What You Need To Know About JavaScript Scope

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Colin Ramsay is a partner at UK development firm Go Tripod Ltd. He is the co-author of Learning Ext JS and his blog contains articles on a wide range of … More about Colin ↬

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Understanding scope in programming is key to appreciating how your variables interact with the rest of your code. In some languages, this can be quite straightforward, but JavaScript’s anonymous functions and event handling features, along with a couple of little quirks, mean that handling scope in your applications can become frustrating.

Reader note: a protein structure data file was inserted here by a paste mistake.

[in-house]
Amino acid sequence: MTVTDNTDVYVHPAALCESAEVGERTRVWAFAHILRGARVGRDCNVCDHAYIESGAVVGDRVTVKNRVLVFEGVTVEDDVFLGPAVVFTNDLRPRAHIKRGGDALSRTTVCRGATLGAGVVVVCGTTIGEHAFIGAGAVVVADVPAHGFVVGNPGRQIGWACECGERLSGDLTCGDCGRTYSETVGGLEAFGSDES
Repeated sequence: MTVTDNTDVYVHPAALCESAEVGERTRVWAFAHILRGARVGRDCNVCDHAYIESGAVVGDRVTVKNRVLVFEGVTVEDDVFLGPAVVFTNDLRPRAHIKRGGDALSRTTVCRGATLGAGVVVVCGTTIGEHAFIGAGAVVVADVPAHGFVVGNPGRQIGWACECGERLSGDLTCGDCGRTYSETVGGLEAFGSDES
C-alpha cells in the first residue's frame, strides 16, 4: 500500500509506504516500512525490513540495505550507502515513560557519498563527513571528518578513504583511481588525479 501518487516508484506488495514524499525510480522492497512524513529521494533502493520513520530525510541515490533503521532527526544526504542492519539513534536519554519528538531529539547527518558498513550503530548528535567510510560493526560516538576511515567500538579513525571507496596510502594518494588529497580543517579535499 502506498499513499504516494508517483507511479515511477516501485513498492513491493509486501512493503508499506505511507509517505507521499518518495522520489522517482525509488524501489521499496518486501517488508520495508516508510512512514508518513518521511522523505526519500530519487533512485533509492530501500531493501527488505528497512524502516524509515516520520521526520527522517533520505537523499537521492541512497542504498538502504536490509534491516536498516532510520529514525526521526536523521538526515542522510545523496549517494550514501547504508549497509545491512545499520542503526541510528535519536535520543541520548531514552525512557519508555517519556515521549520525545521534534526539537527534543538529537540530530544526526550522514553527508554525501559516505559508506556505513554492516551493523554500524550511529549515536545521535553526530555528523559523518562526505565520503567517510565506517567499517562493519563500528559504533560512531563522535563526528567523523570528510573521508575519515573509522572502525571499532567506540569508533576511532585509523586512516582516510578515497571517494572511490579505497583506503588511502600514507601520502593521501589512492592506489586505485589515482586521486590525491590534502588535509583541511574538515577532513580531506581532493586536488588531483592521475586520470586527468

Understanding scope in programming is key to appreciating how your variables interact with the rest of your code. In some languages, this can be quite straightforward, but JavaScript’s anonymous functions and event handling features, along with a couple of little quirks, mean that handling scope in your applications can become frustrating.

This article discusses how JavaScript handles scope and how various JavaScript libraries provide methods for dealing with it and how they smooth out a few bumps. We’ll also look at how you can get back to basics and do some interesting scope wrangling without a library, a useful approach if you’re writing code that needs to stand alone.

You might be interested in the following related posts:

JavaScript Scope

You Are Here

So what is “scope”? We might say that it refers to your current location. If you run some JavaScript like…